A normal CO2 reading would range somewhere between 23 and 29 milliequivalents per liter.

Dr. Moss then performed a second apnea test to determine brain death. "I wanted to give Elijah every chance to get better and made the decision to repeat the apnea test later, around four hours later," said Dr. Moss.

He testified McClain's CO2 levels went up to 86 mEq/L and after nearly 7 minutes made no effort to breath.

During the treatment, Dr. Moss said doctors cooled down McClain's body temperature for around 36 hours in an effort to increase the possibility that his brain would recover.

Along with the apnea test, Dr. Moss said he performed other tests to determine McClain's brain health, but ultimately he was declared dead at 3:31 p.m. on Tuesday, August 27, 2019.

The prosecution wrapped questioning of Dr. Moss and court took a lunch break, and court resumed with cross-examination from the defense.

Attorneys for the defense questioned Dr. Moss on ARDS — acute respiratory disease syndrome — and asked him a few questions the damage to McClain's lungs and brain due to anoxic encephalotaphy, or injury to the brain due to lack of oxygen. The doctor was then questioned on the x-rays performed on McClain and what they showed and how that informed the opinion of Dr. Moss in determining his diagnosis while under the doctor's care.

In the redirect, the People asked the doctor to explain the difference between a heart attack and cardiac arrest, and in explaining the difference between the two, the doctor said that no single thing can determine whether someone goes into a cardiac arrest — which is when the heart stops completely working altogether — and explained that a lot of different factors can be attributed when someone goes into cardiac arrest.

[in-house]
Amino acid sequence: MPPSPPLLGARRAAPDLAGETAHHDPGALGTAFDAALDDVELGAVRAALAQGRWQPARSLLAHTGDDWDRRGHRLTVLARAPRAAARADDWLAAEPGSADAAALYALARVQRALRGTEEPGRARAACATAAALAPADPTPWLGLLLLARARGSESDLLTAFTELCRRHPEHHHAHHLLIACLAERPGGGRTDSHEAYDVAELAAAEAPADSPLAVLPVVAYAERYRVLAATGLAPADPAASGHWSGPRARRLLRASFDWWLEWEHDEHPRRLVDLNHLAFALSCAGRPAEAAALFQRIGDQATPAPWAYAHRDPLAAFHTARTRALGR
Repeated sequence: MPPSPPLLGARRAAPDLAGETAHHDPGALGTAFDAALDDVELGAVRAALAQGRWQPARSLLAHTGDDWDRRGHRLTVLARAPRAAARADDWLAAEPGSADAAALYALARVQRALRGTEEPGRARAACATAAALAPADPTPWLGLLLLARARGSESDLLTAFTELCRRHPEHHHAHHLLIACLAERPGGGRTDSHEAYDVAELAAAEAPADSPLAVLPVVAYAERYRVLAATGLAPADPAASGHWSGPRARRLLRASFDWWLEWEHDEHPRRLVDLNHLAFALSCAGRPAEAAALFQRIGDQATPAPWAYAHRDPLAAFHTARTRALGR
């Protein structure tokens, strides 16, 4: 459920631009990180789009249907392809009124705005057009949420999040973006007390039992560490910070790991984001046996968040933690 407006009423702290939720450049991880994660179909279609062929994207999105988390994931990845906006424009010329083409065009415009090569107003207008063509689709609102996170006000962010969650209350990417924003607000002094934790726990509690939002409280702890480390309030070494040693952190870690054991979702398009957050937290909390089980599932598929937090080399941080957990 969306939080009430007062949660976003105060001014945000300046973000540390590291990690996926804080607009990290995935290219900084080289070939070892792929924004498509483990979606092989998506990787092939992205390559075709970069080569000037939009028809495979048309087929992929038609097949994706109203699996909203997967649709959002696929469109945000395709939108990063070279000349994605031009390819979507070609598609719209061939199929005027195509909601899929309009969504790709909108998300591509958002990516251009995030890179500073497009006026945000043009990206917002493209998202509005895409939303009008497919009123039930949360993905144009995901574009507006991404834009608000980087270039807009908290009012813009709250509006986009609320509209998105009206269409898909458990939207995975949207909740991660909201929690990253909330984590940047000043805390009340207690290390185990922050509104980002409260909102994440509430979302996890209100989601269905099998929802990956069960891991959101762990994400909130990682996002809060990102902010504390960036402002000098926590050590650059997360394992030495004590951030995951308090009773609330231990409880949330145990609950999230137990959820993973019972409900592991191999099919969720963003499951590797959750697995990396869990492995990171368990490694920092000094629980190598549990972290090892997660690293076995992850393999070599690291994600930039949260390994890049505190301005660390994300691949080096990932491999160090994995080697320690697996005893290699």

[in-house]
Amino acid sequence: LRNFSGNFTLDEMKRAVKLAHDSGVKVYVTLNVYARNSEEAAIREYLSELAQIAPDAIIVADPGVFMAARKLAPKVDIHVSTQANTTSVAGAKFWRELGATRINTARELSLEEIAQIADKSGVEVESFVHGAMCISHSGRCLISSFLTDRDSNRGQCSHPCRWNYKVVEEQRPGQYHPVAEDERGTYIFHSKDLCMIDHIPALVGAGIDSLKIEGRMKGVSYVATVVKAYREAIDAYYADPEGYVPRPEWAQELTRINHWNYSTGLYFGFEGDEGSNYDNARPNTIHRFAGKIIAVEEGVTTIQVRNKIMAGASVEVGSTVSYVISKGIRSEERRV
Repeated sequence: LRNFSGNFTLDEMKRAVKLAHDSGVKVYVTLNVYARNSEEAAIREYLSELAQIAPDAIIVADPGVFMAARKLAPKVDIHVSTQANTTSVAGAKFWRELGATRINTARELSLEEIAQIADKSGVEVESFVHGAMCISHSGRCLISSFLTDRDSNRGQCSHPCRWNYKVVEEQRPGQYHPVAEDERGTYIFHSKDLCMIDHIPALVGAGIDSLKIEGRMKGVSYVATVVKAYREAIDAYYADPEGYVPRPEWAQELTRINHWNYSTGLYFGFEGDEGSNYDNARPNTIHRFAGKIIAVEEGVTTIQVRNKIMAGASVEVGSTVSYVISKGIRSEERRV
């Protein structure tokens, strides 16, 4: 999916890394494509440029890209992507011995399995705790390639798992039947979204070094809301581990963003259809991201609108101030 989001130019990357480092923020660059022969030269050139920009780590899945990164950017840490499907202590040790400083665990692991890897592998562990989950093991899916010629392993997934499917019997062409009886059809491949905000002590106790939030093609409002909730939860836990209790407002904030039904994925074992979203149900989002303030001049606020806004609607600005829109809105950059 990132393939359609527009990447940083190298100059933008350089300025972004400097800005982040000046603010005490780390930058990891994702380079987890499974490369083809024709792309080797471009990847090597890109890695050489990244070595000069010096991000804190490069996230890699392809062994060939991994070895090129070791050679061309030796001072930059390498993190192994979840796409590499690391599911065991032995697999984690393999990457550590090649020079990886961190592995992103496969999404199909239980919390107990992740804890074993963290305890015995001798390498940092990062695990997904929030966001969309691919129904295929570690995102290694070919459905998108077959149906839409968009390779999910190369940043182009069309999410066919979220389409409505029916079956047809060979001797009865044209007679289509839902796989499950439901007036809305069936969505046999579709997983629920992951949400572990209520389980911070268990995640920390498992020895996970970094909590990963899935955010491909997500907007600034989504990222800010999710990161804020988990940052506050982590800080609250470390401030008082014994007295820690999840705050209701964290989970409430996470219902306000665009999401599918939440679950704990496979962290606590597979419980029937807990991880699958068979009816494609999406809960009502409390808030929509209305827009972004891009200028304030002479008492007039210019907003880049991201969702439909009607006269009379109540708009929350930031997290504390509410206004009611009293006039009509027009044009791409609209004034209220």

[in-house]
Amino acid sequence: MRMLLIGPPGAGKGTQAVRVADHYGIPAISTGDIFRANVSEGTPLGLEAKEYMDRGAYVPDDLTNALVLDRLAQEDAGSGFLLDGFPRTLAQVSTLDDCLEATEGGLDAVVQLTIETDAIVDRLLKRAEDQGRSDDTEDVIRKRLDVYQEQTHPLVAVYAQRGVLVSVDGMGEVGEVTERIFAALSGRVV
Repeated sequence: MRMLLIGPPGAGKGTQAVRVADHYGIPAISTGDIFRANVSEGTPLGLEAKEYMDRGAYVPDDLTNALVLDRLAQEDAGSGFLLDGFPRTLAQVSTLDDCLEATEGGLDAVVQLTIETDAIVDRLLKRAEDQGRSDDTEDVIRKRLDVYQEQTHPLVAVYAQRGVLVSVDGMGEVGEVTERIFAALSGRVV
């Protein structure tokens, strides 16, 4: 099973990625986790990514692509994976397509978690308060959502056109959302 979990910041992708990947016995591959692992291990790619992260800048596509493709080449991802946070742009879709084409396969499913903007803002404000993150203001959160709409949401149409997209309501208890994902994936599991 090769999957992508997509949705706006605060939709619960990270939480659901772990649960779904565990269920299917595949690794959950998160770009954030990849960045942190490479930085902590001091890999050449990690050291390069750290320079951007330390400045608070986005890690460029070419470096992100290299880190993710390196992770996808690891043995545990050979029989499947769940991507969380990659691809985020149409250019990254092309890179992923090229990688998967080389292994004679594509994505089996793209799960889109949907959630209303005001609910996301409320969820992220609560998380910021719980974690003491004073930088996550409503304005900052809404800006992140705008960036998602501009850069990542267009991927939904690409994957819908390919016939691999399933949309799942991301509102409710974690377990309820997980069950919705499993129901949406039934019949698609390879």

The People then questioned the witness about whether McClain's body and other organs had started to recover before doctors made a death determination.

"Yes, and that was the most unfortunate thing out of the whole situation," Dr. Moss said.

In the redirect, the Defense tried to poke holes in his testimony by asking him whether he believed ARDS was likely caused by McClain aspiring into his lung, but not being a factor in causing him to go into cardiac arrest.

"You're trying to connect point A to point B, but it's multiple points that lead to multiple outcomes," Dr. Moss replied. "There's no definitive test to determine that."

Dr. Moss was then excused from the bench and the next witness to be called to testify was Ron Ryan, a criminal investigator with the Colorado Attorney General's Office.

Ryan, who was been working on the Elijah McClain case since the AG's Office was asked to step in and investigate, was asked about obtaining McClain's clothing to process as evidence during the investigation and was asked about what the process was to track where that evidence was collected and stored.

He explained that the attorney's office collects the evidence, then packages it and then puts it into an "evidence vault," where it then gets documented into a log.

Ryan said Sheneen McClain, Elijah's mother, gave the attorney's office his son's clothing, which was inside an evidence bag from the Aurora Police Department.

In cross examination, the Defense questioned Ryan about the other items they possessed as evidence, which included more clothing and personal items belonging to Elijah, including his jacket, a shirt, sweatpants, shoes, a wallet and a comb. He said those items were kept by the APD about nine months following McClain's violent arrest before they released to Sheneen in 2020. Then, Sheneen gave those items to the attorney's office in 2023.